Training the Ankle Biter

Training and behavior topics, guidelines, and tips for Chow Chows.

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Meatball
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Training the Ankle Biter

Postby Meatball » Tue Dec 17, 2013 3:14 pm

Hey everyone!

I am proud new owner of a Smooth Boy ChowChow who has been living with us for the past 3 nights. In 2 days it would be her 10 weeks.

He is absolutely adorable and I love him to bits except for a few bad habits which I would like to train him to stop. He is called Meatball and seems to really like to bite things. He lunges at everything and everyone and just bites and loves to go for your calves, ankles and toes. My arm is full of scratches and the furniture is destroyed and any kind of stationary object apart from his toys. Though I don't mind about the damage it doesn't mean it's acceptable. When he is biting my family and myself he is very happy and keeps lunging and lunging after we say no or walk away. He wasn't like this the first 2 nights and suddenly he is like this and it is getting worse and worse.

I tried time out isolation in the laundry room recently when he bites and looked him in eyes and said no, tried the high pitched ow, smacking his nose and the hand in the back of his mouth (all recommended from this forum) which all work temporarily. He will lick and say sorry and go at it again.

I was wondering have I missed something and is there other methods I could try. I did read about gently holding him by the scruff of neck and hold him down to show your authority like his mother would if he misbehaved but I am too scared of hurting the poor fella.

Sorry for the long post but wanted to be as informative as much as I could.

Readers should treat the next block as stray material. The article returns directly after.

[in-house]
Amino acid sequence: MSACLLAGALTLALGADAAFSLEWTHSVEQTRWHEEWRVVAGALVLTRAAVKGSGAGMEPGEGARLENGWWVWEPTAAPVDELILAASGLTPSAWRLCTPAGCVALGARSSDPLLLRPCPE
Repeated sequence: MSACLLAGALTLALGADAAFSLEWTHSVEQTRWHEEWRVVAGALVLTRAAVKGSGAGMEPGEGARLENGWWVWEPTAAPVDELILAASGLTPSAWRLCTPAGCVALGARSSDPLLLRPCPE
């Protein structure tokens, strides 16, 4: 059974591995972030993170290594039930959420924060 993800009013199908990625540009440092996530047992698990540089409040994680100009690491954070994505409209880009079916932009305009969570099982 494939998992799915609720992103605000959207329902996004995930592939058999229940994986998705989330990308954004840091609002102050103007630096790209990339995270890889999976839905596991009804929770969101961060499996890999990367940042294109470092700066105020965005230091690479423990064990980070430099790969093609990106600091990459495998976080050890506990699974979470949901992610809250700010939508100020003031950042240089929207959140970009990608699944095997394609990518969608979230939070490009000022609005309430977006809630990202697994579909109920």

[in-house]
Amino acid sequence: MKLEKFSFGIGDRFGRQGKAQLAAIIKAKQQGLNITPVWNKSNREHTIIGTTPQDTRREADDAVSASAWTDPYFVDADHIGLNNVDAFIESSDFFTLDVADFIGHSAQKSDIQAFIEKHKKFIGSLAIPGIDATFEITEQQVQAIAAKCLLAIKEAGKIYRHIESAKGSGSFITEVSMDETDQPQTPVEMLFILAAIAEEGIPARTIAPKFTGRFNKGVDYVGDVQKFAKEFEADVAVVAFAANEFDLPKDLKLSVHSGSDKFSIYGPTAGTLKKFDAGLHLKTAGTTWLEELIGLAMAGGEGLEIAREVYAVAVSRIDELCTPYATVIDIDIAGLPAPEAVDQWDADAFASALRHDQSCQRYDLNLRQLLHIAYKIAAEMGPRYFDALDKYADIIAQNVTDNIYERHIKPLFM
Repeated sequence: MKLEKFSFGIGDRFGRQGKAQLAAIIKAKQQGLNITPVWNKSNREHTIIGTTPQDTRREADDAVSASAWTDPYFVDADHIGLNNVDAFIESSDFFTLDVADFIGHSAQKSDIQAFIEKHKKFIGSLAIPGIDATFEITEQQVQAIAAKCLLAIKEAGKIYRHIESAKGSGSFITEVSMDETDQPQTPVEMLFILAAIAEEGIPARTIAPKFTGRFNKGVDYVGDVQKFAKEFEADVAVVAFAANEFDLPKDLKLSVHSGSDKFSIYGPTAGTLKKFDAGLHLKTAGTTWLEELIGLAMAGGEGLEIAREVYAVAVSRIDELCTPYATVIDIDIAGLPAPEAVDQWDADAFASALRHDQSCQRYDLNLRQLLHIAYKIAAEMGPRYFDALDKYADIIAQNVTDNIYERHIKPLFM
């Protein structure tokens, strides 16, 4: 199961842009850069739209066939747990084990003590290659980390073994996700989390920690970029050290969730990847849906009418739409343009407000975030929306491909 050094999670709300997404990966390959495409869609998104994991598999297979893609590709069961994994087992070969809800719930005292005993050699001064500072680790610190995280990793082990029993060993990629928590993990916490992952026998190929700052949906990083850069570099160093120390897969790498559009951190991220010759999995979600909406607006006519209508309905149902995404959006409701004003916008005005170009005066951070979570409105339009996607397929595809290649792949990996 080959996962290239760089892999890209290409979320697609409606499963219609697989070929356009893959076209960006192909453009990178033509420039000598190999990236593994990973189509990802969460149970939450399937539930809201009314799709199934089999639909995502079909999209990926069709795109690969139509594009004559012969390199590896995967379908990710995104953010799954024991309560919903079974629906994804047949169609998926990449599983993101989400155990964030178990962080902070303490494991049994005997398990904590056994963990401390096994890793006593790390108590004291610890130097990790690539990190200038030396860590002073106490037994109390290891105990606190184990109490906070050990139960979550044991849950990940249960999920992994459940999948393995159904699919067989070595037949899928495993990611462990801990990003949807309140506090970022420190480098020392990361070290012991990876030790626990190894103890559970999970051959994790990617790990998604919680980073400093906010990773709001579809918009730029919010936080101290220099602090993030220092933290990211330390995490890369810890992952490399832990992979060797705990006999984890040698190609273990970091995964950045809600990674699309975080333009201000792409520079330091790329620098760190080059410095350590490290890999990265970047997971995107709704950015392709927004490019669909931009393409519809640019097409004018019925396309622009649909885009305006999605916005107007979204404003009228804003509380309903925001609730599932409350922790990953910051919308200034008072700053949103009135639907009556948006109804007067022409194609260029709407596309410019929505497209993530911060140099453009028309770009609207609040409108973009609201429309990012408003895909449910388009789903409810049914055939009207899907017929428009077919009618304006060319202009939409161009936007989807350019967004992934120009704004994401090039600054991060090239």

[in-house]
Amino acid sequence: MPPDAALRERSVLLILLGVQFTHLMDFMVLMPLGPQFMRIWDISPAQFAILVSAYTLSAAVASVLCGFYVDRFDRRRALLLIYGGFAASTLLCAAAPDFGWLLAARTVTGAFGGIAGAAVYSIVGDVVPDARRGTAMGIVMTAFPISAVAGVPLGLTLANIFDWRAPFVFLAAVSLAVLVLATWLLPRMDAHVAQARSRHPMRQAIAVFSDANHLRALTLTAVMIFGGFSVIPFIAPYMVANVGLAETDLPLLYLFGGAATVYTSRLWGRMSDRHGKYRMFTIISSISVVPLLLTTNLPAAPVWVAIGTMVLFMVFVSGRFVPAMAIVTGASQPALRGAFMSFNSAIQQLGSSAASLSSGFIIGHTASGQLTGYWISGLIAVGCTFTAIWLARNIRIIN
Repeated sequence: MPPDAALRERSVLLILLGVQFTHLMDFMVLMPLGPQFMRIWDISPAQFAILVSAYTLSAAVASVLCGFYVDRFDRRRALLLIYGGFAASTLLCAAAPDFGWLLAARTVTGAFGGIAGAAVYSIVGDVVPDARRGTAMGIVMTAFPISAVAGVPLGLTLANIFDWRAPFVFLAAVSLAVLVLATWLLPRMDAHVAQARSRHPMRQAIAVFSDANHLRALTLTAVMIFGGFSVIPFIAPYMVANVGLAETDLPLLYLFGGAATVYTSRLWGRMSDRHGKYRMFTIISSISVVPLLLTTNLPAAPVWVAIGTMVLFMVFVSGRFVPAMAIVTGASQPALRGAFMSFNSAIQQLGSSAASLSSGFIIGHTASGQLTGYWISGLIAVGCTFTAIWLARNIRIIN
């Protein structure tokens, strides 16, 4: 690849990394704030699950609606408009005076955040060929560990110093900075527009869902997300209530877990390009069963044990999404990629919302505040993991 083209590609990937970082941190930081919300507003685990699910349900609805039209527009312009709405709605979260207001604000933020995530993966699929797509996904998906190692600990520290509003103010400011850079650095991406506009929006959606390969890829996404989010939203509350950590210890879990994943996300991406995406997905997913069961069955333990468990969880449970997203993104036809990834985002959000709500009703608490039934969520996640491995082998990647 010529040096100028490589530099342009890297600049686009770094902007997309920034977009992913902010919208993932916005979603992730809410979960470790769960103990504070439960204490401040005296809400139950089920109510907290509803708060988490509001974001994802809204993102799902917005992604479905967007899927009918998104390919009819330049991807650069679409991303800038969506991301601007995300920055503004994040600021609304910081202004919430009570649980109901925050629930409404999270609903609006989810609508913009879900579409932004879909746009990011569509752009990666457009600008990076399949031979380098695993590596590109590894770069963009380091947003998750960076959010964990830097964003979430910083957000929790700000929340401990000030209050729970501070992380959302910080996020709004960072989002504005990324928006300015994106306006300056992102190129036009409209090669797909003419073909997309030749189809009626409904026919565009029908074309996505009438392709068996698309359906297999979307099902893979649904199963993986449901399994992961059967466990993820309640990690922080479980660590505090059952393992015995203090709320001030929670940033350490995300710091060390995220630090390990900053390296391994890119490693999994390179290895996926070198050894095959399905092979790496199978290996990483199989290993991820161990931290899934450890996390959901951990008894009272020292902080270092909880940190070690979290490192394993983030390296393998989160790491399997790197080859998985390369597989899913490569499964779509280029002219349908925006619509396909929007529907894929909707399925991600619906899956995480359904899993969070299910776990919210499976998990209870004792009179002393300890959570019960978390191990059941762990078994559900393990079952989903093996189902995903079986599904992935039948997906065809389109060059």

Victor

Rory's Dad
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Re: Training the Ankle Biter

Postby Rory's Dad » Fri Dec 20, 2013 6:42 pm

If you took advice from the forum on smacking his nose, then your are following the wrong posts. Absolutely NEVER correct a chow pup with an aggressive response, you will teach him fear and response biting. Same for grabbing him by the fur for correction. Pinning a pup down is also not an appropriate training method.

Some chows are biters, and they can be difficult to deal with. I have a 1 year old female who is definitely a chewer. She finds table corners, and used to find my shoe a favorite toy. Usually with my foot still in it. As i sit typing this she is chewing on the height adjustment lever to my desk chair.

The desk chair is easy. I put my hand on her muzzle and deflect it away from the chair. She becomes distracted and moves on. When she used to grab a hold on my shoe (and it was a pretty decent grip), i utilized a combination of the 'no' and 'leave it' commands and then substitute an acceptable chew object (toy, ball, etc). She actually learned that she could get us to play with her by starting out with poor behavior. Like i said, its not always easy.

She continues to chomp on furniture at times. She has learned to "leave it" and stops immediately, but we then need to give her attention. She will actually roll a ball under furniture so that she needs help to get it out. My shoes are fairly safe now, but the rear hinds on my 2 year old male Chow are in peril. Haven't figured out the cure for that one yet other than keeping them separated (its playful, but still...)

Try to find an alternative item. If that doesnt work, then i would visit "treat" world. Puppies chew, its just natural as they get their teeth. Provide an ice cube, or a frozen waffle. If he goes for something unsuitable, find a chew toy or a ball and place it in his mouth instead. Try not to make it a game (my mistake with her, as my male has no chew tendency whatsoever).

612guy
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Re: Training the Ankle Biter

Postby 612guy » Fri Dec 20, 2013 8:47 pm

I second what Rory's Dad said. Anything your chow puppy is doing wrong it's up to you to figure out without aggression. I have always had good luck with chicken flavor Nylabone Dura Chew - Wolf Size bones that are about 5 1/2 inches long.
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Brutus


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